Nannette Ricaforte explores the question, “Do we have the resources to end the global water crisis?”
I have a close friend who loves me enough to hurt me with the truth. He admonished me for being a water snob after I refused to drink the glass of tap water he handed with my medicine. My deep-seated aversion to the metallic taste of tap water kept me writhing in pain as I stubbornly refused to drink it with my pain pill.
A lecture of monumental proportions ensued because of my irrational distaste for tap water. Was I aware of the current global water crisis? Have I read the study on how bottled water is no safer than tap water? Did I know that the African drought was connected to the pollution emitted in America and Europe?
The answer to each question was a resounding no. I was ignorant of the subject and felt compelled to research the validity of his information.
In 2001, Switzerland-based World Wildlife Fund International released a report claiming, “Bottled water may be no safer or healthier than tap water, while selling for up to 1,000 times the price.” The environmental group blamed the discrepancy on the lack of standards “regulating tap water in Europe and the United States than those applied to the bottled water industry.”
Stephen Kay, spokesperson for the International Bottled Water Association, refutes these claims stating the U.S. Food and Drug Administration regulates bottled water in the United States as a packaged food product. “It meets specific standards of quality and safety from the source all the way through the finished product.”
While America and Europe were able to partake in the basic right of clean water, Africa was afflicted with the worst drought caused by the West’s pollution from the 1970s to the 1990s. According to a new study published on April 24 the drought was blamed on the “pollution in the Northern Hemisphere, primarily from America and Europe.”
What was the culprit? Aerosol pollution. As tiny sulfate particles reflected the Sun’s light the synergistic effect of aerosols cooled the Northern Hemisphere that resulted in a shift of tropical rainfall patterns away from Central Africa. Fortunately, in the past decade clean air legislation has played an integral role in significantly decreasing aerosol pollution released in North America and Europe.
In light of this new information do we have the resources to end the global water crisis?
Jay Famiglletti of University of California, Irvine, says “we’ve passed too many tipping points—with climate change and with population growth and with human behavior—to be able to turn an extremely critical situation around.” We can, however, take action because we can always make a difference.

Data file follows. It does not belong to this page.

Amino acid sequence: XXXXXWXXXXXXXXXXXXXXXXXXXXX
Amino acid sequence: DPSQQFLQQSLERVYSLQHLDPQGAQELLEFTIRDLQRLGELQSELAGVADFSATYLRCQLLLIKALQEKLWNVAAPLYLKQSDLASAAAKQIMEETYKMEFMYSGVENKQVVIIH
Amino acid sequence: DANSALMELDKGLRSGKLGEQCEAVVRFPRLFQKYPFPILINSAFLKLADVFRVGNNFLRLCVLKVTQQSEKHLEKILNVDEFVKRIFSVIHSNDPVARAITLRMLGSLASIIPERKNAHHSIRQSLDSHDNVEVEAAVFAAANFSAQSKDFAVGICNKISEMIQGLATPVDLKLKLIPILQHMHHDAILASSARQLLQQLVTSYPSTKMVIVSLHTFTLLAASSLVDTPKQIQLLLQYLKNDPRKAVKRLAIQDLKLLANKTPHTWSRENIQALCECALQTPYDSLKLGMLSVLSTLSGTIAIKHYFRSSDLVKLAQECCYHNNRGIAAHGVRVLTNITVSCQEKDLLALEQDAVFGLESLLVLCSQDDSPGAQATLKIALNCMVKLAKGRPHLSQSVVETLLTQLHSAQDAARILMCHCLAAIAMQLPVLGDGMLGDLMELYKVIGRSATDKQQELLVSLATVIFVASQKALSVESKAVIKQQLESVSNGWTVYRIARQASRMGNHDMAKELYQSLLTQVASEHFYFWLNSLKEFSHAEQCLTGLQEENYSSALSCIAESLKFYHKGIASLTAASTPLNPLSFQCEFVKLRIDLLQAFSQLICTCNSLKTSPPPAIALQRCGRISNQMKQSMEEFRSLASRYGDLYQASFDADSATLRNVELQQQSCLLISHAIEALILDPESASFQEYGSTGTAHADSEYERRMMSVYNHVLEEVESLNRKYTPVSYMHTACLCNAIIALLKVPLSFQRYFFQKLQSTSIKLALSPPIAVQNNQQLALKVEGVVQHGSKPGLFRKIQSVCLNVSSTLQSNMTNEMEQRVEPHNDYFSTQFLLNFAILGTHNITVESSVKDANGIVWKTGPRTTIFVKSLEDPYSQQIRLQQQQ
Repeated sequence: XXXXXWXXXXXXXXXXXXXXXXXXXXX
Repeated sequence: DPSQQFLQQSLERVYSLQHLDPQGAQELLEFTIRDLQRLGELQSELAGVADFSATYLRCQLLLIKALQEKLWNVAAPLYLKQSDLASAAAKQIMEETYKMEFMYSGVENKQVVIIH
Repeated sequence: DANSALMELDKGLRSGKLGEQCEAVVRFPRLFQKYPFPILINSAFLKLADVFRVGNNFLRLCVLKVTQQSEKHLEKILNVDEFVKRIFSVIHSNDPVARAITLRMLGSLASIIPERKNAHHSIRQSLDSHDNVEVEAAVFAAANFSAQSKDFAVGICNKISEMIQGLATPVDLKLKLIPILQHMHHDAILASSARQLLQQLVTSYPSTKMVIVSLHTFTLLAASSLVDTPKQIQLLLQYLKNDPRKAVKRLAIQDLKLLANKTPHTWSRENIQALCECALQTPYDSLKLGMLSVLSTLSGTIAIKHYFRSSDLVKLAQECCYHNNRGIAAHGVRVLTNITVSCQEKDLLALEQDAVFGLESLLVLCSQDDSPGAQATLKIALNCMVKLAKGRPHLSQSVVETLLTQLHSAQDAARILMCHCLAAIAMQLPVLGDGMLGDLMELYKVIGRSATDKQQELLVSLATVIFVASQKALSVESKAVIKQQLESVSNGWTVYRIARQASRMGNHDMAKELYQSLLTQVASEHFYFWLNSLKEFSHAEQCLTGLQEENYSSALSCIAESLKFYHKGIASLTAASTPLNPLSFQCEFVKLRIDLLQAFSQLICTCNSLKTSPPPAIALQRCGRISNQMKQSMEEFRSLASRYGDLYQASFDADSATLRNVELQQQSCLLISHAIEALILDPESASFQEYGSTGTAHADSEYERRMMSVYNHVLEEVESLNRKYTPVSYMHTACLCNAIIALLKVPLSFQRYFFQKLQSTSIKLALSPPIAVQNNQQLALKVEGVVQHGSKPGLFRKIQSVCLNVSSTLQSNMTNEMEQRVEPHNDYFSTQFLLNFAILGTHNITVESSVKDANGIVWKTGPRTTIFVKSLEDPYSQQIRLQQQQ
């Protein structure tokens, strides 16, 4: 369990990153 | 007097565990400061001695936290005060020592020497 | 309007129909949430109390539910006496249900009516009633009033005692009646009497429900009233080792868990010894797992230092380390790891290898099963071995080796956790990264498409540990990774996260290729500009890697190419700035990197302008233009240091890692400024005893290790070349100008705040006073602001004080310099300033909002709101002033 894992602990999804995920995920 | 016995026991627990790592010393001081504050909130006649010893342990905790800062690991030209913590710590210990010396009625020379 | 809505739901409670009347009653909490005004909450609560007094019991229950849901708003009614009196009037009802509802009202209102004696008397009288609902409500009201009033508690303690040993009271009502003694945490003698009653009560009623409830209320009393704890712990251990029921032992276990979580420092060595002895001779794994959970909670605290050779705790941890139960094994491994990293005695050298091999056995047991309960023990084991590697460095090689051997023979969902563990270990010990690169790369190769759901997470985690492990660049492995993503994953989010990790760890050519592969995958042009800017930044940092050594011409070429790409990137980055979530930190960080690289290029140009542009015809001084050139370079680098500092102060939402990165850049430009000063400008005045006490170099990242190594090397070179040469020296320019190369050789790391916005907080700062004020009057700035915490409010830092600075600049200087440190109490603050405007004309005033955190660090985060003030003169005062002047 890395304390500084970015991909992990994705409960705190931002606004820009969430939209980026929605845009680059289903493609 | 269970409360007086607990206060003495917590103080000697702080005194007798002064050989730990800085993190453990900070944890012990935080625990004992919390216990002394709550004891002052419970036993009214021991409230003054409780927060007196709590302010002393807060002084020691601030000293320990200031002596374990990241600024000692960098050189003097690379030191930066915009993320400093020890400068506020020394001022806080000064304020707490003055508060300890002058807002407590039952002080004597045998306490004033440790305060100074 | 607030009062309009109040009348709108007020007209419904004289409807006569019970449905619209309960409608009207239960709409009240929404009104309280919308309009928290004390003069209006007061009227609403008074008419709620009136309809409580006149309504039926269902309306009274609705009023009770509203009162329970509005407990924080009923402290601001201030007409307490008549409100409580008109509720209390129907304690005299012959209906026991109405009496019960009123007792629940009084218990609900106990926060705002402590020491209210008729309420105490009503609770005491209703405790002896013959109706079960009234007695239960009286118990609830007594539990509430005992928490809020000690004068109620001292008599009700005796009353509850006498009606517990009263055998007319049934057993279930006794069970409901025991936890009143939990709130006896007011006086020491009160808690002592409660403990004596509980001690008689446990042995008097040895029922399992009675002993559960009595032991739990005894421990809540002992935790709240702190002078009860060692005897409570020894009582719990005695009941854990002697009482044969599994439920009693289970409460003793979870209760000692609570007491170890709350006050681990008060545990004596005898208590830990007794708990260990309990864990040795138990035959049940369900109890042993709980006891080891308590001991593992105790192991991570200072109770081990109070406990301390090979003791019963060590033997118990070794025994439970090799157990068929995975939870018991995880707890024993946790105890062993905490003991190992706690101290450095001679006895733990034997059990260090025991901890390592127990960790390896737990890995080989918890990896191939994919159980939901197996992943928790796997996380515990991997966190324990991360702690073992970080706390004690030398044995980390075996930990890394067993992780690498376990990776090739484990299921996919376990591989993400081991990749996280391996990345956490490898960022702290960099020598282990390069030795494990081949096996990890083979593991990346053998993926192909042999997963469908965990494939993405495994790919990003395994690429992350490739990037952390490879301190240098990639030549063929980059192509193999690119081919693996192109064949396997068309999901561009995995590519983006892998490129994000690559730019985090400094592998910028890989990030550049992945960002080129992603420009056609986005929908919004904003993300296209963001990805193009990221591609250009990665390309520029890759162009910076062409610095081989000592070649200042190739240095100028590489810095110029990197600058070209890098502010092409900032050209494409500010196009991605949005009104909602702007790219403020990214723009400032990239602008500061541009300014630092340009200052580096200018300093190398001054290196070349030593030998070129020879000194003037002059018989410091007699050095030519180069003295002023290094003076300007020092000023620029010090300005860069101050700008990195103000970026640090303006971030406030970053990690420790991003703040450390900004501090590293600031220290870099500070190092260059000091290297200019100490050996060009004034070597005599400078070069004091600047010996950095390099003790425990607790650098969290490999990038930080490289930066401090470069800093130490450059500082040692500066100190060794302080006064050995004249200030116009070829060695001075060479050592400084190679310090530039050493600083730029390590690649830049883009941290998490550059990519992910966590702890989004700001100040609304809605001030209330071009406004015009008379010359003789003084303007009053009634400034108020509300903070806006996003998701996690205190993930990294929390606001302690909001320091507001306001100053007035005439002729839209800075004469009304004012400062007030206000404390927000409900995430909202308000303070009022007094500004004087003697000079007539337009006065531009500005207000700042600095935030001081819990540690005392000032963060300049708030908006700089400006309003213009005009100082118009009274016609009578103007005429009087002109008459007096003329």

In his article, Famiglletti defines the global water crisis as “the inability to provide a reliable supply of potable water to villages, towns, cities and regional populations, all over the world … about a billion people around the world lack reliable access to potable water.” One of the key components of the global water crisis he presents is the public and elected officials’ understanding of the crisis, which I believe is crucial in controlling the crisis.
If my friend didn’t inform me of the water crisis I wouldn’t have gone to great lengths in educating myself about the issue. The only way we can dispel ignorance is through education. It begins with awareness that leads to understanding, which compels people to take action.
David Christof has made it his mission to take action and do something about the global water crisis and it’s no easy undertaking. Last year he ran from Prague to London raising money to bring a deep borehole to a rural Ugandan orphan school. St. Bonaventure Primary, in Mulajji Village, now has safe drinking water available to them.
This year David’s 63-day journey will begin in Prague and end in Africa. David’s adventure consists of running 1000km and biking 2000km while stopping at 30 schools en route. His goals are to educate children about the world water crisis, inspire them to pursue their dreams with passion, motivate children to be physically active, and raise awareness for those without clean drinking water.
People like David put me to shame with my petty distaste for tap water. I’m grateful to live in a country where I have access to clean water and will stop taking my basic right for granted.
We may not be able to end the global water crisis but we can change our actions to help address and raise awareness of a worsening issue.
Photo: Nannette Ricaforte